Academy Award-winning actress Hilary Swank is on the phone, sounding positively chirpy. Or perhaps that’s a parrot in the background. “Yes, that’s my African Grey; I have two parrots,” says Swank. “Let me give you the great news. From October 1st (2009 through January 4th (2010), Iams Home 4 the Holidays adopted nearly one and a half million animals!” (1,363,638 to be exact).
“Whoo hoo!” she cheers. “That’s pretty amazing, and not only dogs and cats, but rabbits, birds, turtles, horses. That’s the thing; some people might not want only a dog or cat. Or they may want a purebred dog. Well, 25 percent of animals in shelters are purebreds.”
Iams Home 4 the Holidays began a decade ago, and millions of animals have found homes as a result of the initiative, arguably the most effective pet adoption drive in history. Last year’s drive tallied 1.2 million pets adopted.
The 2009 campaign spokesperson was Swank, who called the decision to get behind the pet adoption drive “a no brainer.”
“Finding animals loving homes,” she says. “What’s there not right about this? I’ve been a huge animal lover my entire life,” says the actress, who earned Best Actress Oscars for “Boys Don’t Cry” and “Million Dollar Baby.” “I think one of my first words was ‘dog.’
I’ve had many pets, and I’ve rescued many animals. I think they know they’ve been rescued, and are so grateful to you,” she says.
One of Swank’s dogs was rescued from the streets of South Africa. “I saw a little puffball on the street when I was making a movie (“Red Dust”) in 2004,” she says. “He was just 8 weeks old, and the veterinarian said, ‘If you don’t take this dog, he’ll die on the streets.’ So, of course, I took him. He’s probably a Jack Russell/Corgi mix, and other breeds, too.”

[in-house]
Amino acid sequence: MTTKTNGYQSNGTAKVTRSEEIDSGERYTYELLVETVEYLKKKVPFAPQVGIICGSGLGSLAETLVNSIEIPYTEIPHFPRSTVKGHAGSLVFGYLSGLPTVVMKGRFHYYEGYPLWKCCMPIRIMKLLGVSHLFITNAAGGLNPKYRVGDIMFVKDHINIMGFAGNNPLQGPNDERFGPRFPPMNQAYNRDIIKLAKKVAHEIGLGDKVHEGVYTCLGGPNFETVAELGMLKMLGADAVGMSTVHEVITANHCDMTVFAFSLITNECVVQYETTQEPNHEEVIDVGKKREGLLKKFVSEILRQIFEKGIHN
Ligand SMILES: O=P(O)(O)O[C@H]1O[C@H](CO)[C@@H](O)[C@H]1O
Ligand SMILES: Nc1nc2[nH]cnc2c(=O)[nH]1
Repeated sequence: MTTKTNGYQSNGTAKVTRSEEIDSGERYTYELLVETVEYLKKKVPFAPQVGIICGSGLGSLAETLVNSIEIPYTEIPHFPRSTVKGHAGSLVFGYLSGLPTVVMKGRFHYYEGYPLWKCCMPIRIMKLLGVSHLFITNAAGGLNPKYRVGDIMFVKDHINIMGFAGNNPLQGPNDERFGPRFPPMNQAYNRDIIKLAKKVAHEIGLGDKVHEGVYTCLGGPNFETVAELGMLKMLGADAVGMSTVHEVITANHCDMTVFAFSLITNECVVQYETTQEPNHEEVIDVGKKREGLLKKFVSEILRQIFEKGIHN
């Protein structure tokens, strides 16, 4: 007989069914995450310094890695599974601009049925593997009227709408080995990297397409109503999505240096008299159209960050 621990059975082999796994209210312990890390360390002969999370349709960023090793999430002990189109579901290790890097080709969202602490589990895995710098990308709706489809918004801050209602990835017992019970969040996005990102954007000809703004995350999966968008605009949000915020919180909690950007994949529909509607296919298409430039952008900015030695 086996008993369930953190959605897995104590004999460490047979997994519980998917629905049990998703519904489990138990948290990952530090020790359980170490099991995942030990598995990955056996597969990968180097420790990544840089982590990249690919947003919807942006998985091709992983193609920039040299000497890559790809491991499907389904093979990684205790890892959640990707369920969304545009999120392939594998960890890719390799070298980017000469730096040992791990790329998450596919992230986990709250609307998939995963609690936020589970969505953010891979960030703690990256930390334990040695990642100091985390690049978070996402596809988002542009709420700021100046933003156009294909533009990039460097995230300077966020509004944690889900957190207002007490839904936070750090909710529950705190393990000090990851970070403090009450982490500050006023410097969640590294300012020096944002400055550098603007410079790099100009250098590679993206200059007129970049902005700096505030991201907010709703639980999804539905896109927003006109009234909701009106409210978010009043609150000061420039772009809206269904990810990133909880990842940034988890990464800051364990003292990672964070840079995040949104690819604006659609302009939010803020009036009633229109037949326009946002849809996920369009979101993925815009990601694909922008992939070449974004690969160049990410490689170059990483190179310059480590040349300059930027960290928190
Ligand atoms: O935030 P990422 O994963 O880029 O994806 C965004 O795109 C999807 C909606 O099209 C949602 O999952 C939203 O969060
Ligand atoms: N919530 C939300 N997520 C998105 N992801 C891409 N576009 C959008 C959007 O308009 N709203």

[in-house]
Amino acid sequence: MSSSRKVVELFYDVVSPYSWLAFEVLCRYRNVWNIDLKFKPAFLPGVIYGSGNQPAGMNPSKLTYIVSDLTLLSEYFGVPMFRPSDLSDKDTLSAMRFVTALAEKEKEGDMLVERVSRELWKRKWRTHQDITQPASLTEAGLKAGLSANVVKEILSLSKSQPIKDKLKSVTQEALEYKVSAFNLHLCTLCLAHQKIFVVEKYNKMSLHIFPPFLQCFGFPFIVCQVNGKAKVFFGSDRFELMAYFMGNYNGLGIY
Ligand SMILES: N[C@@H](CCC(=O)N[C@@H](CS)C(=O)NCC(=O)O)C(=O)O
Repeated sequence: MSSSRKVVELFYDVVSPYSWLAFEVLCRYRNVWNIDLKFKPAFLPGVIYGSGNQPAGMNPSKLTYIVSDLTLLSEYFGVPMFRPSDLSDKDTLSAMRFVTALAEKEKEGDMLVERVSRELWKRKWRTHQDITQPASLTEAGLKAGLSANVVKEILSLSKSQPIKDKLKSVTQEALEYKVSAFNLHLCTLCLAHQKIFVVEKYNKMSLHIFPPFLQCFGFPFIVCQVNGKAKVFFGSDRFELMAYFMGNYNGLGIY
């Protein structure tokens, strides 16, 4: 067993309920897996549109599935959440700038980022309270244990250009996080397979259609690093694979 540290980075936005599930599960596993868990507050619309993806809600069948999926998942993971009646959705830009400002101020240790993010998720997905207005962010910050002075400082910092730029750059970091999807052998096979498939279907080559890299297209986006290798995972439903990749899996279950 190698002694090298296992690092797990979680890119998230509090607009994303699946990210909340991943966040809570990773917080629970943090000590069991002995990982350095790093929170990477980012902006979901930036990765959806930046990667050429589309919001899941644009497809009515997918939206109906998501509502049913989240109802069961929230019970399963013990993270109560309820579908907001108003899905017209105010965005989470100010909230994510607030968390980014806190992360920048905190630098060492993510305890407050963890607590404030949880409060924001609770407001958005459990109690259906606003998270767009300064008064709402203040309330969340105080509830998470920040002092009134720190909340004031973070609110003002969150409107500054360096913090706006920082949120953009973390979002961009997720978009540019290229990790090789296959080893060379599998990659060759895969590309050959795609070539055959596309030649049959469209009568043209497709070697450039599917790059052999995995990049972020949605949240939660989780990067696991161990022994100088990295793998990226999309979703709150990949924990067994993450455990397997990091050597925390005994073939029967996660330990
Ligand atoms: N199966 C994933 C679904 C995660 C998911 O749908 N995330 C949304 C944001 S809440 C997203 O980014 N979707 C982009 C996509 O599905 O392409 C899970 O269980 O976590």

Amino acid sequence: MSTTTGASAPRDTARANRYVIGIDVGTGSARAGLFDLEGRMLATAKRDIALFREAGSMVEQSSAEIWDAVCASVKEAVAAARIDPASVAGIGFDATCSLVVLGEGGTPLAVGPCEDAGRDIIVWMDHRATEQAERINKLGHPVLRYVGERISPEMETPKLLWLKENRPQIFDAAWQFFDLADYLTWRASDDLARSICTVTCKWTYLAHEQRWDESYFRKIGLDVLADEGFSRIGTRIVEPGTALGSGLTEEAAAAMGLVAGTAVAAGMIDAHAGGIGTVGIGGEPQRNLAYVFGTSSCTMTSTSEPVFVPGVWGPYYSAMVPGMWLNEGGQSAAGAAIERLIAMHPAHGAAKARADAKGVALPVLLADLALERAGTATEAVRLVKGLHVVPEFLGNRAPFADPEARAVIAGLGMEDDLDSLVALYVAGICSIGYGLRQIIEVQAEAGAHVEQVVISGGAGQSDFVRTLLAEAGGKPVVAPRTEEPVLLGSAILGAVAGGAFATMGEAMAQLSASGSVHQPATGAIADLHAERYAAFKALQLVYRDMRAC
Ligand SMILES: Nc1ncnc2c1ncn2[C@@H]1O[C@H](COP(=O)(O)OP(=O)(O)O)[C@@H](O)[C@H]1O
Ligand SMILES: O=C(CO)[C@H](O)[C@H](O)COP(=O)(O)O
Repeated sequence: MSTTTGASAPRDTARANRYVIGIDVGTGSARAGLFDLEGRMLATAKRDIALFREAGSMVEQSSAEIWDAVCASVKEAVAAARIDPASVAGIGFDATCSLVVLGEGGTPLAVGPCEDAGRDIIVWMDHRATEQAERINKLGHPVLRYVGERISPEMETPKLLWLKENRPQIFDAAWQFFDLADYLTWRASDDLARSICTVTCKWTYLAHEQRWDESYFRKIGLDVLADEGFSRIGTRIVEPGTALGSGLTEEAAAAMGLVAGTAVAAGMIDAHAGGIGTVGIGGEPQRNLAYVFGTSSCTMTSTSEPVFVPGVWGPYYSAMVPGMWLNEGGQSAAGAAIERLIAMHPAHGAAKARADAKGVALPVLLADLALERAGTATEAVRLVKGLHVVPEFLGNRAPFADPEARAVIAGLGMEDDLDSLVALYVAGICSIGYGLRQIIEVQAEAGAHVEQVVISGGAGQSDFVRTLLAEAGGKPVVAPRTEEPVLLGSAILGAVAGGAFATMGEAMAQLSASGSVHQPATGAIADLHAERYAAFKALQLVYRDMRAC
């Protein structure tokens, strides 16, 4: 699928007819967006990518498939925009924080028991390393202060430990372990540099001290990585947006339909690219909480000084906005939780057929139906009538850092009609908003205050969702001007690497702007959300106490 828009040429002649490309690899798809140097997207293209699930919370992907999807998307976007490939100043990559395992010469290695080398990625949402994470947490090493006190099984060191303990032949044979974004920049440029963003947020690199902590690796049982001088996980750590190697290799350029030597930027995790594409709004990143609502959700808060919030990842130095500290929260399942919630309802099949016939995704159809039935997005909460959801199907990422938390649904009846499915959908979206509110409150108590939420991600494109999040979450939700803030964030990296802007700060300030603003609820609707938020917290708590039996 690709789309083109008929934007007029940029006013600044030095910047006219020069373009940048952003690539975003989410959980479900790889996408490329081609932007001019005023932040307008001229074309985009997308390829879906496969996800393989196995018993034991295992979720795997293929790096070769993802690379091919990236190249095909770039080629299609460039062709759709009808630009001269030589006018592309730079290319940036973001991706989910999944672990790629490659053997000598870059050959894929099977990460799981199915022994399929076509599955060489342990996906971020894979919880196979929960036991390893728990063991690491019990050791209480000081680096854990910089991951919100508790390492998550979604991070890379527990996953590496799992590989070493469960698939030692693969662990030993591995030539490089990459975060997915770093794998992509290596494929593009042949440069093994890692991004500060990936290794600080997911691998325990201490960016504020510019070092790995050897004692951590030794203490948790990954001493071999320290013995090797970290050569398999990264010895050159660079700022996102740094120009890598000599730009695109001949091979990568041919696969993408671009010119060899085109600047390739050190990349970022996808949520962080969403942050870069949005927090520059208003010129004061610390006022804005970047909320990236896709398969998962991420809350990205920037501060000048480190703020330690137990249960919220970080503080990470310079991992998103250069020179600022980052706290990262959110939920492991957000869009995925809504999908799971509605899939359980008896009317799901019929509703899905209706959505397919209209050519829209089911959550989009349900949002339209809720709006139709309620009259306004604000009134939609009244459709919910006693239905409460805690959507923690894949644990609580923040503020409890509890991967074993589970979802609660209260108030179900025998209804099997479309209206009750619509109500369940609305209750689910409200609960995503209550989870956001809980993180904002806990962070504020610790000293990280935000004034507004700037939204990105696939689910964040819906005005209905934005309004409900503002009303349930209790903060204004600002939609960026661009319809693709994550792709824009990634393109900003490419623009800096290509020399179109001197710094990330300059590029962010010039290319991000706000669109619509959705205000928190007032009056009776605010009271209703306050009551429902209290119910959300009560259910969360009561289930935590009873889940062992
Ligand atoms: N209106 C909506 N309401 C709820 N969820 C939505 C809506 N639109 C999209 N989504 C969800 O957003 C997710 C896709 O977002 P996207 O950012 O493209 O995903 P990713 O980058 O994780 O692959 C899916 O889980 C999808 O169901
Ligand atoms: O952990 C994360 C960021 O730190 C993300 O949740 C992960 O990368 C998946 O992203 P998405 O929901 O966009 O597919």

She named that dog Karoo, for the National Park of the same name in South Africa.
Last October, Swank adopted a Home 4 the Holidays dog in Los Angeles. The owners apparently lost their house, and their dog became homeless, too. Swank named the Golden Retriever-mix Rumi, after her favorite poet, the 13th Century Persian poet and theologian.
Her bird continues to squawk in the background, louder and louder. “Well, that’s an African Grey for you,” she says. Swank points out that large birds need rescuing, too. Their 40- to 65-year life spans might exceed their owners’.
Swank’s Grey does sometimes talk. His favorite expression is “What the?” Parrots only repeat what they’ve heard. Apparently, Swank may be using those two words followed by a third word, a common phrase perhaps when speaking to movie producers. She laughs and adds, “Maybe (talking to) family, too, but at least the bird doesn’t swear.”
As for Mike Arms, president and CEO of the Helen Woodward Animal Center in Rancho Santa Fe, CA, who created the Home 4 the Holidays program a decade ago, he’s proud of what he’s done so far. Arms says the adoption campaign has exceeded anyone’s expectations. But he’s hardly content. “We’ve only just begun to find orphaned animals’ homes,” he says.
One of Rumi’s poems is called “Beauty from the Heart.” The poet didn’t write about pet adoption back in the 13th Century, but this line certainly fits how adopters feel: “The beauty of the heart is the lasting beauty.”